Inmates first work with small accessories that are sold at very affordable prices to keep the whole program sustainable. After a period of training, those who show progress are given a design and the raw materials needed to begin making the bags’ outer surface or envelope. Samples of the design are tested and completed by an ex-prisoner who advises Sarah’s Bag on the fair price to pay after calculating the time spent on each piece, the intricacy of the work and its size. Then the inmates are paid per unit. The pieces of canvas are transformed into bags and clutches outside of the prison premises with the help of professional artisans, who add the metal accessories. Recently, the company has also started subcontracting the handwork to women in need to enhance their income and benefit from the enterprise.
From the outset, Beydoun was fortunate in being able to enlist the enthusiastic support of her friend Sarah Nahouly. They always used humor to deal with difficulties and the occasional failure. When Nabouly left Lebanon, Beydoun realized that she needed help to properly build her social enterprise, since she possessed only limited expertise in business and management. She never stopped educating herself, however, and in 2007, she recruited professionals to help her face the many challenges involved. Today, Sarah’s Bag competes both on the regional and international levels. Her sister Malak, who was an art director, has joined her, creating an even stronger team. Beydoun says that they are like a “piano 4 hands, the fact that we look and talk alike enables us to be in two places at the same time!”
In the 1990’s while on a trip to Amsterdam and after purchasing a multicolored, patterned hand-woven purse from Mexico, Beydoun discovered the importance of the handbag to the complete fashion look. In May 2000, at her enterprise’s inception, women were ready to give up their plain black or brown bags and experiment with unique, personalized handmade ones. This craze was mostly launched by “Fendi’s baguette.” Sarah’s Bag adopted a canvas as its language, one that would give prominence to both the design and the inmates’ handwork. Composed of four persons (including the two sisters) the design team members collaborate very closely. Beydoun believes that good design is encouraged by bringing together many bright ideas that can then be developed and implemented. To reinforce the company’s mission, the design chosen has to also have strong aesthetic and fashion attributes.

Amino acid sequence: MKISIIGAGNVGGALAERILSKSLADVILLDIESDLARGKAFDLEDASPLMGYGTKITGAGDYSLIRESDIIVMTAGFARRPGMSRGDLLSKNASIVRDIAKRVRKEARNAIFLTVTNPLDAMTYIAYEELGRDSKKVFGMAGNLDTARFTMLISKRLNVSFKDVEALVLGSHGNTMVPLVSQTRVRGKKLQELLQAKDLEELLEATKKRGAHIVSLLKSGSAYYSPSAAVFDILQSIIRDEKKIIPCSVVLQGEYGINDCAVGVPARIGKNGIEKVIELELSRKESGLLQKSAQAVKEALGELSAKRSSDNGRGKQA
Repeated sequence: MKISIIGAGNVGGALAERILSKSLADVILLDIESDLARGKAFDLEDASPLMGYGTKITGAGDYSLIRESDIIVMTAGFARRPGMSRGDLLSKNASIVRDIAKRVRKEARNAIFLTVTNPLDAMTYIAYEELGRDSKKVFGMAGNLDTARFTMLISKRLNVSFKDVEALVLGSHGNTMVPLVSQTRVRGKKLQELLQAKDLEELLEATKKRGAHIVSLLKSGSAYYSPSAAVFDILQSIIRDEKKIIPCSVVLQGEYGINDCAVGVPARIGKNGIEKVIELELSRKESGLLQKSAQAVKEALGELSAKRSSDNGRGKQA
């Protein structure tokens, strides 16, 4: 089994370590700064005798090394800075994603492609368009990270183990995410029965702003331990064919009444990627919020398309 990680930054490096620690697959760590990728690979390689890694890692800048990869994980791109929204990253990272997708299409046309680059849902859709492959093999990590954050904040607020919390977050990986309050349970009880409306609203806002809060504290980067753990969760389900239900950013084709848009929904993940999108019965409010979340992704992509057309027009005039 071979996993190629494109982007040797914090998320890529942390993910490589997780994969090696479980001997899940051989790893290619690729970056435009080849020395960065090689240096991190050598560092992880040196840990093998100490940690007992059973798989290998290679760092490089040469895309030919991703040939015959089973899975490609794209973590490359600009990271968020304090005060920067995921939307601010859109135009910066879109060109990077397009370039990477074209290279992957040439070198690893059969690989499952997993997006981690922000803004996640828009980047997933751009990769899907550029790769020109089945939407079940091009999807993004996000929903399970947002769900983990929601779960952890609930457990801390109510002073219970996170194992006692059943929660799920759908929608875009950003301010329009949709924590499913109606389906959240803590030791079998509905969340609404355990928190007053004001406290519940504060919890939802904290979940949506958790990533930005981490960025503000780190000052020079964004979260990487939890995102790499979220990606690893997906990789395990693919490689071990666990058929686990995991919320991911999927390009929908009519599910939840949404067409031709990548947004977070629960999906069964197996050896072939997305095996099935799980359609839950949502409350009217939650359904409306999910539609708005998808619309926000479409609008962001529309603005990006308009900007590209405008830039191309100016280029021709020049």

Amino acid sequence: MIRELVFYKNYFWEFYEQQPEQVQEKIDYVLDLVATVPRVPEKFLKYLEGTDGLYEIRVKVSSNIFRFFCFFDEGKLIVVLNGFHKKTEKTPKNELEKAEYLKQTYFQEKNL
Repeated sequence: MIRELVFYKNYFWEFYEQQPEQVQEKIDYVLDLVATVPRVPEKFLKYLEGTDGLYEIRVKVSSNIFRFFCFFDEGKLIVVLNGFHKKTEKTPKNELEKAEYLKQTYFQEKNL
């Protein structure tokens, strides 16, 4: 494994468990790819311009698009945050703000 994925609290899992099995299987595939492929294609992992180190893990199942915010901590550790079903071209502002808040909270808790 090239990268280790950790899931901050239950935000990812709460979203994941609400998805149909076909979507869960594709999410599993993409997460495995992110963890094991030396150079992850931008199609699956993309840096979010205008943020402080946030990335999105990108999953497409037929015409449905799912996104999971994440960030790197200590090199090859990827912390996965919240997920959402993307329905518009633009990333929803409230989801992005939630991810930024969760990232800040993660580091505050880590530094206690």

Sarah’s Bag adapts the latter’s popular and vernacular imagery from the Lebanese culture. A specific, unique model, custom-designed to the local taste and for the various trunk shows is staged in each of the different Arab countries. However, since the 2009 Paris show, the audience has grown to include the Far Eastern, European and, lately, the US markets. Most of the materials used are bought locally, although some may be imported by their suppliers.
Sarah’s Bag started as a social project and developed into a social enterprise. It practiced CSR (Corporate Social Responsibility) avant la lettre. Altogether, more than 200 women that have been involved in or touched in some way by the enterprise, and the undertaking has also clearly transformed the two sisters. Once empowered, women inmates regain confidence and self-esteem: work helps them recover from the stigma of having been incarcerated. Their journey has been the chief motivator for Beydoun, who firmly believes that social enterprises are the future — especially in the Middle East, where governmental support is absent. She salutes companies that make a profit but also strive to foster social change. A radiant smile illuminates her face when she talks about defending social causes, which she continues to do with courage, passion and determination. Capable of seeing beauty in every object or person, her ability to transmit it is infectious.